Monthly Archives: February 2013

Asian-Style Fish Sliders (serves 6)

This is a fantastic way to eat nice firm cod fish. It holds up very well to frying and has that meaty quality that goes oh so well with crusty bread!

Asian-Style Fish Sliders

Asian-Style Fish Sliders

I find fish cooked with batter, or like here, with a nice coating of crispy panko crumbs seals in the flavor and moisture perfectly.

This is very simple to prepare, however the only thing you have to watch is not to be afraid to get your pan hot enough so the fish does not stick to your pan, and leaving it alone while it is frying. The tendency to fiddle with the fish by moving it around or trying to lift it up to look underneath is a habit that can result in your never wanted to attempt to cook fish again.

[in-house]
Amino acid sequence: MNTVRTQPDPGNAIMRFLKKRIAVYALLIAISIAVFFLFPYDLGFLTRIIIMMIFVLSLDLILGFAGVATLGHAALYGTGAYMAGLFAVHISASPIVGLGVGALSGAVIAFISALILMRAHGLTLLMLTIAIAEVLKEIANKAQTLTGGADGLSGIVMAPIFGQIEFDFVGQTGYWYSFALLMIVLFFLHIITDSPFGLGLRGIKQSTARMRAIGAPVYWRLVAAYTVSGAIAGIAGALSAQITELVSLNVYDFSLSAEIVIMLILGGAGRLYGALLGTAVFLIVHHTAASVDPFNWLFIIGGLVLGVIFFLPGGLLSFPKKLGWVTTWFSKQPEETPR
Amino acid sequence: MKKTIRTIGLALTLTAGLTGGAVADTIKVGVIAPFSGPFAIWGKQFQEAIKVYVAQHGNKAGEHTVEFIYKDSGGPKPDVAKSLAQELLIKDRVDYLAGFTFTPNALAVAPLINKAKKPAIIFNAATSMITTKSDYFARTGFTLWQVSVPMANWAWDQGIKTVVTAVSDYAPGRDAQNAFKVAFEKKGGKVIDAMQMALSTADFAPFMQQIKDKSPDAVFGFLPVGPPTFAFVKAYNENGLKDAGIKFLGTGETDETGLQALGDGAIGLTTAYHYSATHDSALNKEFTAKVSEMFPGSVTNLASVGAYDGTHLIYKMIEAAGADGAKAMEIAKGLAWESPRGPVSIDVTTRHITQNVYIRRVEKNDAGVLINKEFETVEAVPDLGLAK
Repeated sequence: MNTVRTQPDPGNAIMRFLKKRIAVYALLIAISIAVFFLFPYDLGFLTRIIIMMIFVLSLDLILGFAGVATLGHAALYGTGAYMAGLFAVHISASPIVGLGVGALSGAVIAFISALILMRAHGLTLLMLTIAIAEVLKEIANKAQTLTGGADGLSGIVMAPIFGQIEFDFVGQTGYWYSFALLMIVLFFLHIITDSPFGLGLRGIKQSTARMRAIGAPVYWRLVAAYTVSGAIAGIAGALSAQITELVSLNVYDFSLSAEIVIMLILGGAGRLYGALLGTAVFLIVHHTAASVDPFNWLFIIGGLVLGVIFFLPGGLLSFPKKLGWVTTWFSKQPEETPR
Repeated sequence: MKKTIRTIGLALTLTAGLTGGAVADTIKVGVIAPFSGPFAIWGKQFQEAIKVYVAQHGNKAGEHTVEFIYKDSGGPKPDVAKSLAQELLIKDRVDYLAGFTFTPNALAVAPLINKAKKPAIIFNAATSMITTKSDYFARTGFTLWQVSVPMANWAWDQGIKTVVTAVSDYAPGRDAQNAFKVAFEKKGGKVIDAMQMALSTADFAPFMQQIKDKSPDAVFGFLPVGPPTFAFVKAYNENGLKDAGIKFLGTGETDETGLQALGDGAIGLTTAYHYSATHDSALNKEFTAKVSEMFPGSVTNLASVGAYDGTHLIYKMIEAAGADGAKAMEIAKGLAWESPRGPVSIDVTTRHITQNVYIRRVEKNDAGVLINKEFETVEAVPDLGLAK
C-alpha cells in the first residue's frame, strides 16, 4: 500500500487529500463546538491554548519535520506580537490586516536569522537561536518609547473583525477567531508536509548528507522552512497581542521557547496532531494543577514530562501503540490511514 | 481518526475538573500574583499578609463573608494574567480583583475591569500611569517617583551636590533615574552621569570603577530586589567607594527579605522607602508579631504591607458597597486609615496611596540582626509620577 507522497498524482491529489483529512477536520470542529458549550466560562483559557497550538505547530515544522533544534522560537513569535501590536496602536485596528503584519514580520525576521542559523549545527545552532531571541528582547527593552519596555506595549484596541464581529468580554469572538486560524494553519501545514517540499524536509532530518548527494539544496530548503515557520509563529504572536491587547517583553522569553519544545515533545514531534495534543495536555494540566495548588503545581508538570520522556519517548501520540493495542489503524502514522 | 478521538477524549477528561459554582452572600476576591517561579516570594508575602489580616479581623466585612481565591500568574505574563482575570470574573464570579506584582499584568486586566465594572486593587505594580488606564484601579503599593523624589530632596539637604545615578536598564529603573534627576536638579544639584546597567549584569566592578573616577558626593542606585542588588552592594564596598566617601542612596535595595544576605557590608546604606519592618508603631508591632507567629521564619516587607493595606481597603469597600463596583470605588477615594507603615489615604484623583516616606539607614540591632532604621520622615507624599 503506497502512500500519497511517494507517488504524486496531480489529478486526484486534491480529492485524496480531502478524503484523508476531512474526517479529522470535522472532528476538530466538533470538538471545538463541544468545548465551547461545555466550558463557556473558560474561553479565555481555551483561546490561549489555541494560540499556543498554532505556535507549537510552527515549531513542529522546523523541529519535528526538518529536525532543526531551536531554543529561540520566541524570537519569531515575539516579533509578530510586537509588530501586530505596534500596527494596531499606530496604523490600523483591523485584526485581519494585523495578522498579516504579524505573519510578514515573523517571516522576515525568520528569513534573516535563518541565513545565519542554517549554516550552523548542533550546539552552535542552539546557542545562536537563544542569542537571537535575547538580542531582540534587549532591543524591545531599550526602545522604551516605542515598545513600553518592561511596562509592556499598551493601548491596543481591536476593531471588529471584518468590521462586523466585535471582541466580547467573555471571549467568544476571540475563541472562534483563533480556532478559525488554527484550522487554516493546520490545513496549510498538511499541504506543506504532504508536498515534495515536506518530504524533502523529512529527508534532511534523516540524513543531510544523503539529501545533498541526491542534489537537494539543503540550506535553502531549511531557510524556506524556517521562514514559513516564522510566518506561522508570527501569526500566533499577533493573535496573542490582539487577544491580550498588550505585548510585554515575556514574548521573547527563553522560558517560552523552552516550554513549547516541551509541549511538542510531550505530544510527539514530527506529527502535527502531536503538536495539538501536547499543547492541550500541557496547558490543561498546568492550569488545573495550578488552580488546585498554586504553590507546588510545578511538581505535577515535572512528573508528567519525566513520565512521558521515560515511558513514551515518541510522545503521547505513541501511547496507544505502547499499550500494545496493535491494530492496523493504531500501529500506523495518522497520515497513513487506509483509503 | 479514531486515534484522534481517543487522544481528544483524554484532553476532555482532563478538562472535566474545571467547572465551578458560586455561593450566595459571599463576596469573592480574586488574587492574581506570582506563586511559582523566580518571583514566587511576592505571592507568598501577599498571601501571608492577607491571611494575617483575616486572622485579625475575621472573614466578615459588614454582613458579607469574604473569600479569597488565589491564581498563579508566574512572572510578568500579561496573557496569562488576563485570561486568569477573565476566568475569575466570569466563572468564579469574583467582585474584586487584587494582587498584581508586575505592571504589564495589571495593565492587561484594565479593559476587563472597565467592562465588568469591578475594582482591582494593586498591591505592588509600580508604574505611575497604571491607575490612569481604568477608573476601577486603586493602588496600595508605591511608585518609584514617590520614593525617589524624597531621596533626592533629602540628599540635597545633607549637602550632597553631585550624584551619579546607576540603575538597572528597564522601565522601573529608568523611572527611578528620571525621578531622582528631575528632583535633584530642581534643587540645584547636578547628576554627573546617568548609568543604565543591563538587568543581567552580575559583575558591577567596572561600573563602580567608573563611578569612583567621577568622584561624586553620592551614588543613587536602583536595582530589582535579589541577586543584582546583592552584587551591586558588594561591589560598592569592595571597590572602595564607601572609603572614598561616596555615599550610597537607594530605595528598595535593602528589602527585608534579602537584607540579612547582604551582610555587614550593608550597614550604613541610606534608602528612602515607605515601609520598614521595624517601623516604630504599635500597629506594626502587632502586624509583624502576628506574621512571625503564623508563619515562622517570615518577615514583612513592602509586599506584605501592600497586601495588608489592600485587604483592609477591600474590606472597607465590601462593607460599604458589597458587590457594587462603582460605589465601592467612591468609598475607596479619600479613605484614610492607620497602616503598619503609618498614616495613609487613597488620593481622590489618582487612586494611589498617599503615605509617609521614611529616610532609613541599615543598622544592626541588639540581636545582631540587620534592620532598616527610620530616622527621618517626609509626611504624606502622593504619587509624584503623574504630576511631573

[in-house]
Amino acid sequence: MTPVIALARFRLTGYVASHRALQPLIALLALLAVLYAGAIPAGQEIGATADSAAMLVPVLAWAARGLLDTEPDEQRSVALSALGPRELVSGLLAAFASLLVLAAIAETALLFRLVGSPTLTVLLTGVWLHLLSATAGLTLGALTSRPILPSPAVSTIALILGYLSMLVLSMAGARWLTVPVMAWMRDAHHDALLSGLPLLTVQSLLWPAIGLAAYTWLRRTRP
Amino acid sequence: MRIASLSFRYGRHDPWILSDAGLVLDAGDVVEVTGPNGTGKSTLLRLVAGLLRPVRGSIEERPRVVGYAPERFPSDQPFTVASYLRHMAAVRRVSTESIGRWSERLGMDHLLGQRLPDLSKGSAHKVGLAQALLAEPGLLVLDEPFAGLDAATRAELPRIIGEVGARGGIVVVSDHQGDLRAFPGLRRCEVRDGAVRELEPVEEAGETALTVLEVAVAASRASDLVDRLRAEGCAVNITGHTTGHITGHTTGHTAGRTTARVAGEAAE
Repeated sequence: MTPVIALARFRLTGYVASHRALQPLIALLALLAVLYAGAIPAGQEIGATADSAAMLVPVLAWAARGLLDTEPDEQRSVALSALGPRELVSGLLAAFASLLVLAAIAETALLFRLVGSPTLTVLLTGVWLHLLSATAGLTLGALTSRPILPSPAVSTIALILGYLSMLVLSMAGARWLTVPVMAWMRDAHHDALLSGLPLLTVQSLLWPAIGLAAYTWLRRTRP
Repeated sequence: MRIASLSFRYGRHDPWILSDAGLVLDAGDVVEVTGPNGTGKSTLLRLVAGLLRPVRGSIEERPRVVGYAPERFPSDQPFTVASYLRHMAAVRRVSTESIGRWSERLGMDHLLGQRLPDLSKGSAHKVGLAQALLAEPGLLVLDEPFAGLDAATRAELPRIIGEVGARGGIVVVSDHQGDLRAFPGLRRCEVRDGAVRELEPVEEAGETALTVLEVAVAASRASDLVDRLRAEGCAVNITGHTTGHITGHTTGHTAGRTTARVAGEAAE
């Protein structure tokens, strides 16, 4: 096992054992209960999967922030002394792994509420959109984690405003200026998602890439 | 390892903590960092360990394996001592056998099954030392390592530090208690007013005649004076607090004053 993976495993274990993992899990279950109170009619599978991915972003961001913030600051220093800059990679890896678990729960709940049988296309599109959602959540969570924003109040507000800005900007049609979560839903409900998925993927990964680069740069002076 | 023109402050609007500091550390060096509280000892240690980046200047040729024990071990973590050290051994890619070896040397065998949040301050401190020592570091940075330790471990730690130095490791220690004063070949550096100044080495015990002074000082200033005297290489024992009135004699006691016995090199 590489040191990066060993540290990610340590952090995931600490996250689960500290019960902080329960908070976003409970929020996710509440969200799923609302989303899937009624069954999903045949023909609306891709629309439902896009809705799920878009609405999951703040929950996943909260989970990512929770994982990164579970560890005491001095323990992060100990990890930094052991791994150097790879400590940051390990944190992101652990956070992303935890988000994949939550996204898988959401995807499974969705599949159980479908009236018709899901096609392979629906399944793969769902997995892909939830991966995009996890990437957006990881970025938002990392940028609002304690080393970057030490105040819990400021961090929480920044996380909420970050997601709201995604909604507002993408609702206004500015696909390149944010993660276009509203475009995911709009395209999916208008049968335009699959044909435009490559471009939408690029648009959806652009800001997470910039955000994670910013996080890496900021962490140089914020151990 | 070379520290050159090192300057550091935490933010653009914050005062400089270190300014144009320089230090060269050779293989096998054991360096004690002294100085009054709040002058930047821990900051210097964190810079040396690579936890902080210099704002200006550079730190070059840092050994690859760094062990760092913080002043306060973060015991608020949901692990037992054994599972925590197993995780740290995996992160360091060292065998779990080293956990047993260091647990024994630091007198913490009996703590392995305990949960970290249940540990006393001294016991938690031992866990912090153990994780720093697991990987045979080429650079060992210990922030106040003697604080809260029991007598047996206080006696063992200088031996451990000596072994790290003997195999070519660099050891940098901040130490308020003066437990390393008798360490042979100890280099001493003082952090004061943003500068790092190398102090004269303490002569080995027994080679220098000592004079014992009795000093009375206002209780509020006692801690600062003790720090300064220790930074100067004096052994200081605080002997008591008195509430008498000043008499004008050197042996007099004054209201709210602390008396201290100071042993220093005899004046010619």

After you master the fish-frying you can make the sandwich any way you like. if you only have mayonnaise and mustard, then mix them together. Even a dollop of sour cream or plain yogurt can substitute for the mayo altogether. I soaked the lettuce in a soy and mirin mixture, but feel free to leave it plain if you are feeling plain yourself!

In other words: attempt fish sandwiches for dinner some time!


* Blood Type A Diet followers can also make this fish sandwich but need to make the following adjustments: serve on toasted sprouted bread and omit the mayonnaise. You can mix some mustard powder (about 1 tsp) to 1 cup of plain yogurt instead, and the romaine garnish is perfectly fine as is!*

You will need:

for fish:

2 lbs cod, cut into 12 pieces

2 eggs

1 1/2 tbs mirin

1 tbs soy sauce

1 1/2 cups panko bread crumbs

for hot mayo:

1 cup mayonnaise

1 tbs wasabi paste